WICHITA — “No one’s happy about the situation at all. But it’s an opportunity to do the right thing,” said Wichita Mayor Brandon Whipple.

Just one day after Wichita leaders announced an investigation into the police department regarding alleged inappropriate and racist messages being shared by officers, Mayor Whipple said he’s already warning of the repercussions.

“In these types of situations, it’s going to lead to these cases getting tossed out so that other cases can actually take precedence over them, which means we will potentially have people who committed crimes going out scot free,” said Whipple.

It’s actually a law under “Brady-Giglio”, which means when law enforcement officers are called as witnesses, a prosecutor must disclose any evidence that could impact the accuracy of their testimony.

“They have a history of the deviant behavior behind the association they have with each other in the attitude that they have. And that’s something that we should not tolerate,” said Larry Burks Sr., the President NAACP-Wichita.

The district attorney’s office has already pulled all of the records involving the sheriff’s office employees who Sheriff Jeff Easter said were sharing similar and offensive texts.

The DA dismissed about 50 pending traffic tickets, 10 pending and nonviolent criminal cases, and reviewed 120 criminal cases that had already been resolved by the three deputies who were involved.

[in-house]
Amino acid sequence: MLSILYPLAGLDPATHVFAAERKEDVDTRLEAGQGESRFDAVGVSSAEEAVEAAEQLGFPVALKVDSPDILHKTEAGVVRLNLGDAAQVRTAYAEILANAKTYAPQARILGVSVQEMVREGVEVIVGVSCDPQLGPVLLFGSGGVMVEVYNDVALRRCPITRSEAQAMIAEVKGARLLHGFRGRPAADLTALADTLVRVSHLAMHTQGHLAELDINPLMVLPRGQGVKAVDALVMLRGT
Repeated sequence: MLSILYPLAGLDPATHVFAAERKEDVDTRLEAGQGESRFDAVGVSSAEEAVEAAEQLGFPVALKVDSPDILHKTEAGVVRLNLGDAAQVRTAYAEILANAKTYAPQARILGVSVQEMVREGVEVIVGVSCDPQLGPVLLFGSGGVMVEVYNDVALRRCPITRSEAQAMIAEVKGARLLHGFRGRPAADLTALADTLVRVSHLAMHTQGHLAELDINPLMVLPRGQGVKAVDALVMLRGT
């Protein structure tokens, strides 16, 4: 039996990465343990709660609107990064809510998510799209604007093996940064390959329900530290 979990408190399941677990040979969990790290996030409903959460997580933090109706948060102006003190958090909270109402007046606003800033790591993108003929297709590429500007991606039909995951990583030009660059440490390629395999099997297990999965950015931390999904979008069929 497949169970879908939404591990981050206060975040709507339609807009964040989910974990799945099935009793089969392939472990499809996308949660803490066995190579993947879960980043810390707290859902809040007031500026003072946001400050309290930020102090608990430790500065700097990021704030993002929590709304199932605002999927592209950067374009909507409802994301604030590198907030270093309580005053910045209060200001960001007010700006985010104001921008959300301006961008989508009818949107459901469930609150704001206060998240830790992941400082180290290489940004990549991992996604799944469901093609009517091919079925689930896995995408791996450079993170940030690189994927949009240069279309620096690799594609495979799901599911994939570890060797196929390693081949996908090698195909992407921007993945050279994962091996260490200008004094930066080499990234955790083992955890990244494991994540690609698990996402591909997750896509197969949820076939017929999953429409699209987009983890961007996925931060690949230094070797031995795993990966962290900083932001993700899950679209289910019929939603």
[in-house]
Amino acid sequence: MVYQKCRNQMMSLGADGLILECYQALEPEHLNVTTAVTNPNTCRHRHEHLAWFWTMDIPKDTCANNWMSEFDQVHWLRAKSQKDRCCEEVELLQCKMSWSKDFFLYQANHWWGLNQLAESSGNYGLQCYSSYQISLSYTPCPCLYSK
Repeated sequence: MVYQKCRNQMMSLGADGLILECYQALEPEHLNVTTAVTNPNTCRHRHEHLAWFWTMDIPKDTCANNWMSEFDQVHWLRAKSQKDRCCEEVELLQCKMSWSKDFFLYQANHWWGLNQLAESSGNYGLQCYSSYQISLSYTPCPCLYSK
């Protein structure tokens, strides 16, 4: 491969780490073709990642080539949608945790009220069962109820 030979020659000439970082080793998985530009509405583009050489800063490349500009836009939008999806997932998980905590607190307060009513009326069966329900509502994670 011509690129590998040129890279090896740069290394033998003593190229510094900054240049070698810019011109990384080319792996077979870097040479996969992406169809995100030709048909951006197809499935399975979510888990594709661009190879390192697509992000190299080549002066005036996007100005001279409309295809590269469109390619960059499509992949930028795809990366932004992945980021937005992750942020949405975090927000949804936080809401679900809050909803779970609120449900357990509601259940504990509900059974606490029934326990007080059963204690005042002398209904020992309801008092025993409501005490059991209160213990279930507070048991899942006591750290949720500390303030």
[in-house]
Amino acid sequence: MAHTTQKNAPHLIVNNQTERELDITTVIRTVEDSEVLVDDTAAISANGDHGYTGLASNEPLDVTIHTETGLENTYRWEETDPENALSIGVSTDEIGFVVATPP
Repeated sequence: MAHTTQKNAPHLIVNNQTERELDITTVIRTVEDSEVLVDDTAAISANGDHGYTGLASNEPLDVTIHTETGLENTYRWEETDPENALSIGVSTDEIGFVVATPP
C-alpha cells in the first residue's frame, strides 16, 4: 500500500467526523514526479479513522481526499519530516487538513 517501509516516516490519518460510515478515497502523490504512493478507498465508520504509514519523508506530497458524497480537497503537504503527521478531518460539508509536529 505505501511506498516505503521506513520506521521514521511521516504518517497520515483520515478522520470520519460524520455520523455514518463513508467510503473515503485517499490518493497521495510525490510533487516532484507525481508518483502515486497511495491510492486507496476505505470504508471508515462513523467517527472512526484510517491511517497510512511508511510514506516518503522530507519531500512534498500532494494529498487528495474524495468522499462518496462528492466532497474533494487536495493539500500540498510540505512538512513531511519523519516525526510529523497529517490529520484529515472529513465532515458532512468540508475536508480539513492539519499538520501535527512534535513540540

“I really appreciate the DA going and doing what he has already done with the cases that those officers have been involved with. And those are being looked at right now. I understand that some of those cases have been dismissed. I’m sure a whole lot more that needs to take place,” said Burks Sr.

“Motive, interest, bias, dishonesty is always relevant to credibility,” said Dan Monnat, a local defense attorney.

Monnat said prosecutors can’t withhold evidence that would favor someone accused of a crime.

“Isn’t the jury entitled to know that the so-called objective, forthright testimony they heard from the law enforcement officer on the witness stand is in fact, shaded and undermined by the subjective racism of the off-duty policeman,” said Monnat.

District Attorney Marc Bennett sent an email response to KAKE News Wednesday night saying he did meet with representatives with the WPD, but at this point in the process he’s still assessing the situation and does not have an update.

See full video at KAKE.com